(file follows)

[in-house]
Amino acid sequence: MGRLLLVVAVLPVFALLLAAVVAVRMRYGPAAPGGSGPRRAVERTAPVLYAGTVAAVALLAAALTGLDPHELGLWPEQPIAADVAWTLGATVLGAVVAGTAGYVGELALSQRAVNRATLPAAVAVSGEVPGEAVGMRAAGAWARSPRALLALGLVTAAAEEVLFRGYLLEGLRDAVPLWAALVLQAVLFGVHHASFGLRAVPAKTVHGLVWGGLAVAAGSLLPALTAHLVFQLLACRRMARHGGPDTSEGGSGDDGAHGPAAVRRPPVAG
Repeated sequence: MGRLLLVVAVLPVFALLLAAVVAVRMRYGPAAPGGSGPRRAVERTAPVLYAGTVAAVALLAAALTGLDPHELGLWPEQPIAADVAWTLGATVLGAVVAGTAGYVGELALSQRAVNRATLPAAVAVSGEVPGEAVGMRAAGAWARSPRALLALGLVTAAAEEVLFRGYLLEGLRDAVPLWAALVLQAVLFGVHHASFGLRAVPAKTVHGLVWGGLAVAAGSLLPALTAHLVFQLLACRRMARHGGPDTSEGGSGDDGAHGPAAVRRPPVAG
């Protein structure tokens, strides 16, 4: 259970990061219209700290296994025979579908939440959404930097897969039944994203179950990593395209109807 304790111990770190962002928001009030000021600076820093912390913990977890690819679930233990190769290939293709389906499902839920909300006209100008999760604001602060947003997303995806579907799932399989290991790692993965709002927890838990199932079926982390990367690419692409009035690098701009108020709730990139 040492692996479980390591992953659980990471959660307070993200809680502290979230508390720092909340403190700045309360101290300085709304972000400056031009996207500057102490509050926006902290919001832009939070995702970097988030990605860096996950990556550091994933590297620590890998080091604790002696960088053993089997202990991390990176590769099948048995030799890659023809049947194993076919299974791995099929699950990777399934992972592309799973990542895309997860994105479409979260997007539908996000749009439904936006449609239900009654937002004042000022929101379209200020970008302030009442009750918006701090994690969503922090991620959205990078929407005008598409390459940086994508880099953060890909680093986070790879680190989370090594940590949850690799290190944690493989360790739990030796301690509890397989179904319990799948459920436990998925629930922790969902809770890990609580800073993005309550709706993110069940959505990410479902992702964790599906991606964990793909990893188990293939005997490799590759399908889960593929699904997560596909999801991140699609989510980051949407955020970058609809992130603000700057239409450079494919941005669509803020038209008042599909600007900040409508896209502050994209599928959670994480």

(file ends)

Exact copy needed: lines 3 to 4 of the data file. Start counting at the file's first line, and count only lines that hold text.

Repeated sequence: MGRLLLVVAVLPVFALLLAAVVAVRMRYGPAAPGGSGPRRAVERTAPVLYAGTVAAVALLAAALTGLDPHELGLWPEQPIAADVAWTLGATVLGAVVAGTAGYVGELALSQRAVNRATLPAAVAVSGEVPGEAVGMRAAGAWARSPRALLALGLVTAAAEEVLFRGYLLEGLRDAVPLWAALVLQAVLFGVHHASFGLRAVPAKTVHGLVWGGLAVAAGSLLPALTAHLVFQLLACRRMARHGGPDTSEGGSGDDGAHGPAAVRRPPVAG
């Protein structure tokens, strides 16, 4: 259970990061219209700290296994025979579908939440959404930097897969039944994203179950990593395209109807 304790111990770190962002928001009030000021600076820093912390913990977890690819679930233990190769290939293709389906499902839920909300006209100008999760604001602060947003997303995806579907799932399989290991790692993965709002927890838990199932079926982390990367690419692409009035690098701009108020709730990139 040492692996479980390591992953659980990471959660307070993200809680502290979230508390720092909340403190700045309360101290300085709304972000400056031009996207500057102490509050926006902290919001832009939070995702970097988030990605860096996950990556550091994933590297620590890998080091604790002696960088053993089997202990991390990176590769099948048995030799890659023809049947194993076919299974791995099929699950990777399934992972592309799973990542895309997860994105479409979260997007539908996000749009439904936006449609239900009654937002004042000022929101379209200020970008302030009442009750918006701090994690969503922090991620959205990078929407005008598409390459940086994508880099953060890909680093986070790879680190989370090594940590949850690799290190944690493989360790739990030796301690509890397989179904319990799948459920436990998925629930922790969902809770890990609580800073993005309550709706993110069940959505990410479902992702964790599906991606964990793909990893188990293939005997490799590759399908889960593929699904997560596909999801991140699609989510980051949407955020970058609809992130603000700057239409450079494919941005669509803020038209008042599909600007900040409508896209502050994209599928959670994480």